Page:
A coho salmon in its spawning stage. (US Fish and Wildlife Service)
A coho salmon in its spawning stage. (US Fish and Wildlife Service)

Many freshwater fish species are already in decline in California, because of dams, pumping water out of the Delta or habitat loss in urban areas. A new study suggests climate change will make things much worse, driving nearly 100 native species either to extinction, or to very low numbers, by the end of the century.

“This is an issue because, one thing, a lot of these are things like salmon and steelhead,” said Pete Moyle, a fish biologist at UC Davis, and lead author of the study. “The other part of it is that most of these fish are species — or runs of salmon, for example — that are found only in California. So we have a very distinctive fish fauna. And it can’t be replaced.”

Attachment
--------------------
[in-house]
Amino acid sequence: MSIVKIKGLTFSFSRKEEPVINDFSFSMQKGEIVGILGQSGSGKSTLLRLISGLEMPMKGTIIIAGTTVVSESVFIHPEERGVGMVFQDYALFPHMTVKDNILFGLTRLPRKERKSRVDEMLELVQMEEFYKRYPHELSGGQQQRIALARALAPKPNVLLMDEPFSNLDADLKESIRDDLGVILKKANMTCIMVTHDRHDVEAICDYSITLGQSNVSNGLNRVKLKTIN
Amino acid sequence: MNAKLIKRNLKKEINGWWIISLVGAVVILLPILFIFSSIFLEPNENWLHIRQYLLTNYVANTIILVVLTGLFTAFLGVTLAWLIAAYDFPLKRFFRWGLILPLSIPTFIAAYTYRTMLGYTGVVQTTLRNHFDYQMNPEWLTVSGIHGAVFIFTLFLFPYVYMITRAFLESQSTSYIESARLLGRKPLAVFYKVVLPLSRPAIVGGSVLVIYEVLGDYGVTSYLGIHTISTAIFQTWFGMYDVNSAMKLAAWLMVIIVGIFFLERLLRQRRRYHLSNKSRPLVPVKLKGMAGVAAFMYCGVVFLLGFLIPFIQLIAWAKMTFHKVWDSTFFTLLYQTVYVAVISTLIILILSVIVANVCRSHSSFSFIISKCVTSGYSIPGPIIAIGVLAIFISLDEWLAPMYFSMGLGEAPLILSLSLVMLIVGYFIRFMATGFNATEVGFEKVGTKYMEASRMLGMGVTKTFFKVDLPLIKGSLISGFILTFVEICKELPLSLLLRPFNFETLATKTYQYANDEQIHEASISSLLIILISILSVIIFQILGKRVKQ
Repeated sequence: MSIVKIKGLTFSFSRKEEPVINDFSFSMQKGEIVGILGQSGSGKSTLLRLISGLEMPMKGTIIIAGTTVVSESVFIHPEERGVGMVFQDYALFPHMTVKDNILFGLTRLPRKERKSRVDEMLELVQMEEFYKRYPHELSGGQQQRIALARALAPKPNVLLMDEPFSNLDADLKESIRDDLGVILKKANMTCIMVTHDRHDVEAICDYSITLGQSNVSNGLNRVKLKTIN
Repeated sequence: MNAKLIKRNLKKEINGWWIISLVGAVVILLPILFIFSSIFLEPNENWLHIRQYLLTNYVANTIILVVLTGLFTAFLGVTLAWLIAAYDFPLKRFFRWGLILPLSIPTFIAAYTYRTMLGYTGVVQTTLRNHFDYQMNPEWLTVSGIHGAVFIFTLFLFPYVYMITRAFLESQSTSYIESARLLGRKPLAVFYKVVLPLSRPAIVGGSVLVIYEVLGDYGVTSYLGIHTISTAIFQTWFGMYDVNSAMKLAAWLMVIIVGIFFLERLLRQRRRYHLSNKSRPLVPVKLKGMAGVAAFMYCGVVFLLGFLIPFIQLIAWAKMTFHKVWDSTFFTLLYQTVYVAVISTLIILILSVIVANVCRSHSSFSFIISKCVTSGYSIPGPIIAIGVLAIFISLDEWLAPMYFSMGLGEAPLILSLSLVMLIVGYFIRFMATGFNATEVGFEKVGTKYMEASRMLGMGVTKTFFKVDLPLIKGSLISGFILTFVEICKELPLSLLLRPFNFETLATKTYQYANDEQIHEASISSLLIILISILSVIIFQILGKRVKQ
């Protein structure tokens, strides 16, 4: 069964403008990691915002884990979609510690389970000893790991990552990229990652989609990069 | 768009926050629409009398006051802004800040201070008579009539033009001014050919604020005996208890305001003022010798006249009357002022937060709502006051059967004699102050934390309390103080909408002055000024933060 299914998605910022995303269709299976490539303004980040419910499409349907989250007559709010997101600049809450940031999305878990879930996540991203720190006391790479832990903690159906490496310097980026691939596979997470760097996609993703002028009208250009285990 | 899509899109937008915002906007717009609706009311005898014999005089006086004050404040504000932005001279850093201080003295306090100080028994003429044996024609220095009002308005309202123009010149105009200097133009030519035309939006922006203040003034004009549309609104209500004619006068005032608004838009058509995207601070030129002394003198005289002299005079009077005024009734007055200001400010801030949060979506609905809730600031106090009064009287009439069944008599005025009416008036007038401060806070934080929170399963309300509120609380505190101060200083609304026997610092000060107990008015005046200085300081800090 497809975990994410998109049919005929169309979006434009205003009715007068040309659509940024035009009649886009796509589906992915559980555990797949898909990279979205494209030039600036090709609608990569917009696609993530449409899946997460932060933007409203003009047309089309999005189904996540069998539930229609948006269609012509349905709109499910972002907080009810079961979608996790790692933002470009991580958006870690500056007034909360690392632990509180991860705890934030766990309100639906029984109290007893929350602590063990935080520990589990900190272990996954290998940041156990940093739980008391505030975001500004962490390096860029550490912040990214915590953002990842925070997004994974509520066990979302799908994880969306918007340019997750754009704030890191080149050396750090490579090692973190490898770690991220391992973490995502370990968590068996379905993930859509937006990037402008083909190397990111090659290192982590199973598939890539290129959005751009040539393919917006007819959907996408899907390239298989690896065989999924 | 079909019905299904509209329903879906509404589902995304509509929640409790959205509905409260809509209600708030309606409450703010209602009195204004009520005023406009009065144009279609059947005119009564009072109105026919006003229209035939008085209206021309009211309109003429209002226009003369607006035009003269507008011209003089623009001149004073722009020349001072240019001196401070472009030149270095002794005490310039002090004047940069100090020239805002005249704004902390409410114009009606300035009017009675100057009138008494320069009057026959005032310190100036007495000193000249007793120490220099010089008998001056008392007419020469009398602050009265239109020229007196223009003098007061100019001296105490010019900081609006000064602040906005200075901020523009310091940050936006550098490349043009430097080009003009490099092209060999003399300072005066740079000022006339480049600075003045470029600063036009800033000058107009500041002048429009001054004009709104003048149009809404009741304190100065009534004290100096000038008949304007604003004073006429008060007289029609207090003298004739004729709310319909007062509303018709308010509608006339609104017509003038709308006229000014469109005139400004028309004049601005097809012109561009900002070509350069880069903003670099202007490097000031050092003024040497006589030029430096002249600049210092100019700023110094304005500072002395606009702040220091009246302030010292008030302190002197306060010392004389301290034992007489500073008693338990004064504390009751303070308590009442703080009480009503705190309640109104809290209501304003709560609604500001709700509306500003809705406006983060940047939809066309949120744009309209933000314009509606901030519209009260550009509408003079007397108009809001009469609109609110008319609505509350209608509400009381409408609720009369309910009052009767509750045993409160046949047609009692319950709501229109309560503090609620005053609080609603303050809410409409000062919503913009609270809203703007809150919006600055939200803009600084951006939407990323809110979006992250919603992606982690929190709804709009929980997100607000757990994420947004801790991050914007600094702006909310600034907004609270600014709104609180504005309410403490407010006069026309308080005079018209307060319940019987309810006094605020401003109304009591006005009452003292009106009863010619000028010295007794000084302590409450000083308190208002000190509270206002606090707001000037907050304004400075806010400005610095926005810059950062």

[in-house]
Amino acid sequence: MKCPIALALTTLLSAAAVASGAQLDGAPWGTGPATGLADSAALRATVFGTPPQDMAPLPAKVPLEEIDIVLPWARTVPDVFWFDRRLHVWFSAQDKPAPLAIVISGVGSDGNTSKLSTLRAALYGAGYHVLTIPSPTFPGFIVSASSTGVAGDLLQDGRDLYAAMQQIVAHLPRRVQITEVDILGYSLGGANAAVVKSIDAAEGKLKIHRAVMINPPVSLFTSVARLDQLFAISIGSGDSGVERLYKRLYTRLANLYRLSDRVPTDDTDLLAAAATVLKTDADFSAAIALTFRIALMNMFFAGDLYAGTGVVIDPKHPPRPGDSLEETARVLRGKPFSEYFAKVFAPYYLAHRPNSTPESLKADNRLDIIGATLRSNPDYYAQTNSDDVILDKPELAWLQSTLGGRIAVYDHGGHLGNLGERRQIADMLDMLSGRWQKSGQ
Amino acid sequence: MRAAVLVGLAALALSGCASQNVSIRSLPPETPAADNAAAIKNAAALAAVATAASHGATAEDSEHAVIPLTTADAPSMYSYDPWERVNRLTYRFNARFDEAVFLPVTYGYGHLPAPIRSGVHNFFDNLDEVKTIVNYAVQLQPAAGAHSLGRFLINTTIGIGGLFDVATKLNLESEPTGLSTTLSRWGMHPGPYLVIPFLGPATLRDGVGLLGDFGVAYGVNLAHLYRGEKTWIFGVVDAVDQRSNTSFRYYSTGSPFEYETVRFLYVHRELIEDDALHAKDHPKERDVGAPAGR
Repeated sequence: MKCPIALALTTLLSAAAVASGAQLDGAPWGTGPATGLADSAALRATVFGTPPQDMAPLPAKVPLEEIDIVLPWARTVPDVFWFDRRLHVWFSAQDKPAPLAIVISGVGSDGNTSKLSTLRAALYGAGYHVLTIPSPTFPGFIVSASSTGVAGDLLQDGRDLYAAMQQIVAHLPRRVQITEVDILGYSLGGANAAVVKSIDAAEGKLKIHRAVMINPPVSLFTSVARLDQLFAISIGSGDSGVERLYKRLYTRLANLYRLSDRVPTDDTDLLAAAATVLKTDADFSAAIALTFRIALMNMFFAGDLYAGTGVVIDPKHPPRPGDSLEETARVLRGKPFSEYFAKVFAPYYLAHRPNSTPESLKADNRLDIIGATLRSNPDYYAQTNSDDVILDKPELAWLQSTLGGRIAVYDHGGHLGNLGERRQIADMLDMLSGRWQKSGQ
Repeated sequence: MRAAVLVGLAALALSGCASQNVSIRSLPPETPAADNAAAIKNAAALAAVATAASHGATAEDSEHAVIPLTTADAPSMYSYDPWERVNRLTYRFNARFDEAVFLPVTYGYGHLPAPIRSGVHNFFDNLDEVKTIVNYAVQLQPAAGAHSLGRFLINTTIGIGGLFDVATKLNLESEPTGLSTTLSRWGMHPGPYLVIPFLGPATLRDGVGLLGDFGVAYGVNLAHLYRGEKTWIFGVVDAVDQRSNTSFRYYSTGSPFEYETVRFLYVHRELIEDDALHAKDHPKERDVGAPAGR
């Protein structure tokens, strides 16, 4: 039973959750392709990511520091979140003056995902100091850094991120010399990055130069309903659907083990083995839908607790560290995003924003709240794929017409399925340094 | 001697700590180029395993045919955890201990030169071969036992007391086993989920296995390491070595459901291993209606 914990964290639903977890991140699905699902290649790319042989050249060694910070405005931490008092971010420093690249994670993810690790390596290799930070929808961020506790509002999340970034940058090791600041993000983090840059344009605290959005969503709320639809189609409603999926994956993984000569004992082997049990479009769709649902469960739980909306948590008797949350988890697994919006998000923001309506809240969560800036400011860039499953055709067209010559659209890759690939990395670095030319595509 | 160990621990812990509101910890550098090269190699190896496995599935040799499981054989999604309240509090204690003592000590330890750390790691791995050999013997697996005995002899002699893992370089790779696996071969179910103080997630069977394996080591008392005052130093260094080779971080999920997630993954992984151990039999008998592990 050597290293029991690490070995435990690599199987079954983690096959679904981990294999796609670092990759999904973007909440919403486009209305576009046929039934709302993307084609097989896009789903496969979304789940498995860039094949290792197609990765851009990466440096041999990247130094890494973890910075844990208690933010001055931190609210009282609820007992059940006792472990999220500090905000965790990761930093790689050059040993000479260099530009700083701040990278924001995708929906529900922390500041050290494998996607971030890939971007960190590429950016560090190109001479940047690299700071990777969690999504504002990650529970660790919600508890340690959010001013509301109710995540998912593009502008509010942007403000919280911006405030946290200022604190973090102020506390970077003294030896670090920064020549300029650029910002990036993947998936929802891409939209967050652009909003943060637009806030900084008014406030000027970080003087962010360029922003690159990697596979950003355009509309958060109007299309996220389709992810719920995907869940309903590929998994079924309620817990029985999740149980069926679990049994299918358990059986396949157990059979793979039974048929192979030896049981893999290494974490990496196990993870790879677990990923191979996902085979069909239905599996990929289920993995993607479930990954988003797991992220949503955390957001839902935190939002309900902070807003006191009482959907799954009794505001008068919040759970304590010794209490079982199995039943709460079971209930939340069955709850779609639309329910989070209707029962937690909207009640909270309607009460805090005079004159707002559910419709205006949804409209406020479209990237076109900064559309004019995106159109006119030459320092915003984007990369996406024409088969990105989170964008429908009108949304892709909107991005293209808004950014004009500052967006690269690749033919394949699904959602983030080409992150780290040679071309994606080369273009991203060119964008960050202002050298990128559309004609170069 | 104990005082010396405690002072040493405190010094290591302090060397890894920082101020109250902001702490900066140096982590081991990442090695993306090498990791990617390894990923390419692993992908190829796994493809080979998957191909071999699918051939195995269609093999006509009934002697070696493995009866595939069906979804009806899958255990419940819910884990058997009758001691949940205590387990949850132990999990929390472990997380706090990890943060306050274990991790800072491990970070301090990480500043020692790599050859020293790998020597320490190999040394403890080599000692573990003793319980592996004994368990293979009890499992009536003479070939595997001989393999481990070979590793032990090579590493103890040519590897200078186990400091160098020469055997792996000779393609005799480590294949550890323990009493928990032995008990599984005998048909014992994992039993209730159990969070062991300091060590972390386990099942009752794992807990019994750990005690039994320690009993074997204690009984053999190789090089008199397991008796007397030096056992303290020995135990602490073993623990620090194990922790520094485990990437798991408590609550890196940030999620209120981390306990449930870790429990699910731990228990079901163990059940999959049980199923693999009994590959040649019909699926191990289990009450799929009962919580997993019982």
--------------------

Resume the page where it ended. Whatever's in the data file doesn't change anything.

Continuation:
In his study, published in PLOS ONE, Moyle found that warmer water temperatures and altered weather patterns are to blame, though some invasive fish stand to benefit from the changes.

The LA Times goes into more detail:

California native fish could disappear with climate changeThe authors of a new study published online in the journal PLOS ONE used 20 metrics — including species population trends, physiological tolerance to temperature increase and ability to disperse — to gauge the vulnerability of native fishes to climate change.

The results: 82% of 121 native species were deemed highly vulnerable.

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